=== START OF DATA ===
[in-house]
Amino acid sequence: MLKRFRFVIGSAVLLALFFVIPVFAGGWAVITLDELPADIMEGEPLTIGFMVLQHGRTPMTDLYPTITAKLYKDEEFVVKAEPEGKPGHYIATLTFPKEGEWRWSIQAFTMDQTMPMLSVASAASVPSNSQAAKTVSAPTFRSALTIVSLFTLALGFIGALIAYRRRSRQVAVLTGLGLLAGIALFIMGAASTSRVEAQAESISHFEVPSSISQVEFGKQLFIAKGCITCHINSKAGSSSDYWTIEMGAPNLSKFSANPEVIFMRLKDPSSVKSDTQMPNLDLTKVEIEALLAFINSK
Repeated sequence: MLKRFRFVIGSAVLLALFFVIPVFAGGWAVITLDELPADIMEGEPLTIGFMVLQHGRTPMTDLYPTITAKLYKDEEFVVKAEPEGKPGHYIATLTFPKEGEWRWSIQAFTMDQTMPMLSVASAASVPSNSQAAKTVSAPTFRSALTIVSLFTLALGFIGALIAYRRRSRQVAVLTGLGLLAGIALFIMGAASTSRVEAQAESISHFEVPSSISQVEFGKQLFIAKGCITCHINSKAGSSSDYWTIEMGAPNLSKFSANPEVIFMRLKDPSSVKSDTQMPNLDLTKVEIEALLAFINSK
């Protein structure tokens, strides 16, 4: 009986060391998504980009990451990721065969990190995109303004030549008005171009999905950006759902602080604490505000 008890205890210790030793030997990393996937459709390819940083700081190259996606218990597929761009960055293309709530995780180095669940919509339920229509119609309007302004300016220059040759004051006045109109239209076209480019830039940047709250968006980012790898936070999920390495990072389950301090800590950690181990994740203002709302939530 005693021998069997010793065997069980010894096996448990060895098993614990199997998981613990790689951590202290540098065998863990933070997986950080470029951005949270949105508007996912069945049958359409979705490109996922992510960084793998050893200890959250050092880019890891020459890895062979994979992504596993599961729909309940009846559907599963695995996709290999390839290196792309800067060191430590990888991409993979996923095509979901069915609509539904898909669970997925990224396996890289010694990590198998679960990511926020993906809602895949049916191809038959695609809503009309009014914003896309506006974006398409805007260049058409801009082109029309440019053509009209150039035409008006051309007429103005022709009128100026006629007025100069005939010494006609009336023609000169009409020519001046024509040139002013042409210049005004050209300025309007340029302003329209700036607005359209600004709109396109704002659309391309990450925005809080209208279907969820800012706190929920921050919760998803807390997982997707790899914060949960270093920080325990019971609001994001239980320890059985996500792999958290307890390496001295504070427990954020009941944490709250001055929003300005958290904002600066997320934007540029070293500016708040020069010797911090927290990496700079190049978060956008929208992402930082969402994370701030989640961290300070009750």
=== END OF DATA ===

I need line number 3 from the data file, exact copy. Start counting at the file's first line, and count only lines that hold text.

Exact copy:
Repeated sequence: MLKRFRFVIGSAVLLALFFVIPVFAGGWAVITLDELPADIMEGEPLTIGFMVLQHGRTPMTDLYPTITAKLYKDEEFVVKAEPEGKPGHYIATLTFPKEGEWRWSIQAFTMDQTMPMLSVASAASVPSNSQAAKTVSAPTFRSALTIVSLFTLALGFIGALIAYRRRSRQVAVLTGLGLLAGIALFIMGAASTSRVEAQAESISHFEVPSSISQVEFGKQLFIAKGCITCHINSKAGSSSDYWTIEMGAPNLSKFSANPEVIFMRLKDPSSVKSDTQMPNLDLTKVEIEALLAFINSK